The catch cry of ‘technology not taxes’ was back in play. No modelling on show. We might be told later. [Some one said that would be ‘drip fed’.] A few slides from the booklet. No clear policy. No mandate – that’s a dirty word here since Covid19. Certainly no legislation. Only one mention of the environment and that was about ‘cutting red tape’. No increase in the 26 to 28% target for 2030 in the Paris Agreement. It had been signed on to by the then Prime Minister, Tony Abbott in 2015. He called climate change crap. There will be offsets. This was packaged as what this Prime Minister sees as ‘the unique Australian way’. And it will only be net zero emissions by 2050.
We were not citizens, merely tax payers with not interest in the future for the nation’s children. We were only consumers and customers. The technology needed to be capable of commercialization. It was competition not collaboration. And coal and liquid natural gas, with fracking, and 900 wells in a forest were well and truly in the mix as the ‘traditional’ – not the polluting – industries. And there was no guarantee that there would not be more of them.
We are told Gautam Adani wants to speak in Glasgow! The Prime Minister of the UK will decide.
Those who care about the environment and the future for children are entitled to ask these questions, aren’t we?
How many of these global corporations are setting out to have it both ways?
Greenwashing while they continue to profit as much as possible from pollution.
Will Adani use the coal from Bravus, the Carmichael mine in the valley of Galilee, Queensland, to make plastic in India? Plastics – so much part of the worst pollution in land, rivers, lakes and ocean on every continent. Think of the size of the population of India. Think of plastic waste dumped in villages in other countries. Imagine it all mounting up rather than money being invested in cleaner alternatives.*
A polluting fossil fuel – coal – from Australia for a major polluting product – plastic – in India!
Still, the Coalition government of Australia dithers afters decades of refusal, since 1996, to take a global perspective on the advantages of national investment in clean energy, manufacture, vehicles and products.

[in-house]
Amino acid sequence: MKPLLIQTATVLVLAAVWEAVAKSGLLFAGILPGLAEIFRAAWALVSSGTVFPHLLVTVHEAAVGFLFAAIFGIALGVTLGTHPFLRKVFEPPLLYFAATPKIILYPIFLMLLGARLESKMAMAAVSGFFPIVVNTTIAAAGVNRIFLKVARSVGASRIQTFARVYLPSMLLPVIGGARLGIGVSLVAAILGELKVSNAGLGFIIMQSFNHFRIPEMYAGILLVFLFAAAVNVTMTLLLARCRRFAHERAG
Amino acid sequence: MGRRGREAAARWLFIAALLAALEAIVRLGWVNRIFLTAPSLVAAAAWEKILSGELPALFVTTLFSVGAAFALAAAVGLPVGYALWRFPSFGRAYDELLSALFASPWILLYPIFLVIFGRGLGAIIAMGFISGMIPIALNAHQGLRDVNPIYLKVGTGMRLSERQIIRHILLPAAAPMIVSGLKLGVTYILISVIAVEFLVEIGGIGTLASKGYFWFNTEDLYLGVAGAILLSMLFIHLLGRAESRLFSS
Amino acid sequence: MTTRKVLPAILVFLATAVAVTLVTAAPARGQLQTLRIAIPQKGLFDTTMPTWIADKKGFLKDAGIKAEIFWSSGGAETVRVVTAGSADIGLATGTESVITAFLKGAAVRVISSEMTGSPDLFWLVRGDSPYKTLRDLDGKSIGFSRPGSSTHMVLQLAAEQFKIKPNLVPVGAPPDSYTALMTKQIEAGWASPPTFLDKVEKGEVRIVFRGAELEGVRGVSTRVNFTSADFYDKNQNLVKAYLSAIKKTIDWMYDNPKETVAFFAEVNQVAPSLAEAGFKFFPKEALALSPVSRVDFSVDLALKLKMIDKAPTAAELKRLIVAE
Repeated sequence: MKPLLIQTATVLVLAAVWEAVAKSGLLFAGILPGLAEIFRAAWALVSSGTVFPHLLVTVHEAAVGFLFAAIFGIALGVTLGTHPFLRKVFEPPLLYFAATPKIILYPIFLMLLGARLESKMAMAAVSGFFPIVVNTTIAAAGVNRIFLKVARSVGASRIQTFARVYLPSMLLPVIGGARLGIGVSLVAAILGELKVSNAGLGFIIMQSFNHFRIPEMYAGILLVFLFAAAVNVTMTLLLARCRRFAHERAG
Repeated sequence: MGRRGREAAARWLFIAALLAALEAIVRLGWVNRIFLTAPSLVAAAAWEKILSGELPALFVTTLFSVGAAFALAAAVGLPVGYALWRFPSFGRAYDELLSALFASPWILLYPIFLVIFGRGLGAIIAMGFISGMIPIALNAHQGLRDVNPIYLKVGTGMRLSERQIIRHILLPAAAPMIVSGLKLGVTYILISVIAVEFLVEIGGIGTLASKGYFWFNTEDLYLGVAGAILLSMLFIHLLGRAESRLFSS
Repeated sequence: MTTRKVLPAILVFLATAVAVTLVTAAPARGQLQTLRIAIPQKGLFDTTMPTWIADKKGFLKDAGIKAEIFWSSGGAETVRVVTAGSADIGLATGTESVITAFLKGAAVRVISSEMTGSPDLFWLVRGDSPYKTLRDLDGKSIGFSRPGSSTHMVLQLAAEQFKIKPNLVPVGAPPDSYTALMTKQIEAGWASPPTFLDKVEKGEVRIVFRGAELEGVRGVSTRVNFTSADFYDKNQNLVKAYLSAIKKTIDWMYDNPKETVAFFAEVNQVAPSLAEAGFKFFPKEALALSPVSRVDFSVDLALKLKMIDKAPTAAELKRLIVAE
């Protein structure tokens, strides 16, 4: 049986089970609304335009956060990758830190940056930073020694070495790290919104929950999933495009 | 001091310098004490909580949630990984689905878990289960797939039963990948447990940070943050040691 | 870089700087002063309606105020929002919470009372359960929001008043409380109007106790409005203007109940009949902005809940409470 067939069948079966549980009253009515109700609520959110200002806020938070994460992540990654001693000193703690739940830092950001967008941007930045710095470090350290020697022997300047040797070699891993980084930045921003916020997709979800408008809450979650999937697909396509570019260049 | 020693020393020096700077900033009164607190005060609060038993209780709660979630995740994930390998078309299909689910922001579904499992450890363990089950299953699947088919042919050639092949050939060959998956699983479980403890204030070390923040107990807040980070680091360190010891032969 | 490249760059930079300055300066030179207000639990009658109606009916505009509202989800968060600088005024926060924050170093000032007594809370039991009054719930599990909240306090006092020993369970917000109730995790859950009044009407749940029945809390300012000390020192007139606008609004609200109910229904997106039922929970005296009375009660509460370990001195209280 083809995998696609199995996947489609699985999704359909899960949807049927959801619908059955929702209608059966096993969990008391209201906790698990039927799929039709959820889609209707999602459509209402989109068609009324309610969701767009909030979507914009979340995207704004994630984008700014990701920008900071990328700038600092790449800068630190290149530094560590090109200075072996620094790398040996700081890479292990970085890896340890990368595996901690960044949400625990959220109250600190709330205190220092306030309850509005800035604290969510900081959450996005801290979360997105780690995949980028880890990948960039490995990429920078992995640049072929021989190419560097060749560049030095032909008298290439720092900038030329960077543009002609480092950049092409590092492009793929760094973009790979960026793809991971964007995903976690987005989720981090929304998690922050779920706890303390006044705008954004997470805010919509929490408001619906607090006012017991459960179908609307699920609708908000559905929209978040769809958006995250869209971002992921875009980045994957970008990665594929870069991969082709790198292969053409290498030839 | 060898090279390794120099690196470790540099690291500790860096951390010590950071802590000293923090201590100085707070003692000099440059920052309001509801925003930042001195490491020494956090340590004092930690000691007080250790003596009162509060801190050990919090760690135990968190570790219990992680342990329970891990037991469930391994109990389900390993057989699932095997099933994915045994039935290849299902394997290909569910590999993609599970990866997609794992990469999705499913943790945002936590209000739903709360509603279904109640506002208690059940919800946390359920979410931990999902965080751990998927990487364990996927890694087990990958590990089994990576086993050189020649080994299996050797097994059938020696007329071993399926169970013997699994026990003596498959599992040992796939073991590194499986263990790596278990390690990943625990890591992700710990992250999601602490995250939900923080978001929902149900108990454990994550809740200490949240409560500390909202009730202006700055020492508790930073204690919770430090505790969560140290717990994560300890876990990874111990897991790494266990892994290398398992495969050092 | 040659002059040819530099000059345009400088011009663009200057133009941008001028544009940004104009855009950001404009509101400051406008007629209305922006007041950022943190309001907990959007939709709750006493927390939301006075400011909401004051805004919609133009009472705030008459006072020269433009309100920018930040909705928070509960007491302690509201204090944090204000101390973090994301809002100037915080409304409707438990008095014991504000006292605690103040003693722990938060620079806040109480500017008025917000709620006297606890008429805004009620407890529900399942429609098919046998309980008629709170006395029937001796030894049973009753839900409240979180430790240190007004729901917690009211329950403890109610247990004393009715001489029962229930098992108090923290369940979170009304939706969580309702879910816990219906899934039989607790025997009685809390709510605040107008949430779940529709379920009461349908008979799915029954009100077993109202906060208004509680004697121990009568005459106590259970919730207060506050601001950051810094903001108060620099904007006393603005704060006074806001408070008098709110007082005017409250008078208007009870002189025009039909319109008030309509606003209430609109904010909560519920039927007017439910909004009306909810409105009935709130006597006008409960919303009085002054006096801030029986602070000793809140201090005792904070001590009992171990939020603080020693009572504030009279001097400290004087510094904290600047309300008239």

The Act of Parliament under which the Coalition government has been taken to court was passed in 1999. It is 22 years old. It is ‘not fit for purpose’ to protect the environment. And the Coalition refuses to implement the Graeme Samuel Report presented early 2020 because it will strengthen the legislation to protect the environment.
The Report on the State of the Environment is due to go to Parliament.
Go to theScience Show on Australia’s ABC Radio National and listen.
Emma Johnston, Dean of Science at UNSW is a chief author for the next State of Environment Report for Australia. She says the last 5 years has seen a long list of environmental catastrophes a result of climate change. Landscapes are being devastated by fires, floods, extreme heat, and drought. Species are moving their ranges, which works for some animals. Not so easy for plants. She says crisis is staring at us if the world fails to urgently reduce carbon emissions. Nations need to recommit to the zero by 2050 commitment made in Paris in 2015 and go even further.
What can young people expect from those who represent their nations at this conference in Glasgow?
‘West Australian mining billionaire Gina Rinehart is fighting to keep her North American expansion dreams alive as she launches legal action to overturn the rejection of her $800 million coal mine in the Rocky Mountains of Canada by a provincial environmental watchdog.’ It is the Alberta Energy Regulator. See the SMH article by Peter de Kruijff 27/7/21.
22 Apr 2021 — During today’s Leaders Summit on Climate, Prime Minister Justin Trudeau, announced that Canada will enhance our emissions reduction target under .
Meanwhile – in Western Australia, Gina Rinehart is in a video to the students of her old school insisting ‘humans do not cause climate change’. See the article in the SMH October 7th 2021.
She dares to call all the evidence ‘propaganda’.
She has never heard of the Industrial Revolution?
She could not care less about the impact of acid rain on forests.
Humans are responsible for the impact of deforestation.
Glaciers are warming
She ignores the facts of chemistry.
The output of carbon dioxide from coal-powered energy
Fossil fuel corporate giants are interested in their profits.
Has she ever cared about the impact of our waste on land and sea?
Do mining giants ever ‘rehabilitate’ properly?
Rejects the greenhouse effect?
Australia’s Minister for the Environment has just approved the third new coal mine development in a month.
Australia does not have a national environmental watch dog.
It does not have a national policy. The Prime Minister has set aside the report by Graeme Samuel on the ‘not fit for purpose’ National Environmental and Biological Diversity Act passed by John Howard’s government back in 2002. Take note. They removed the word ‘Conservation’, a critical element in the Act passed in 1999!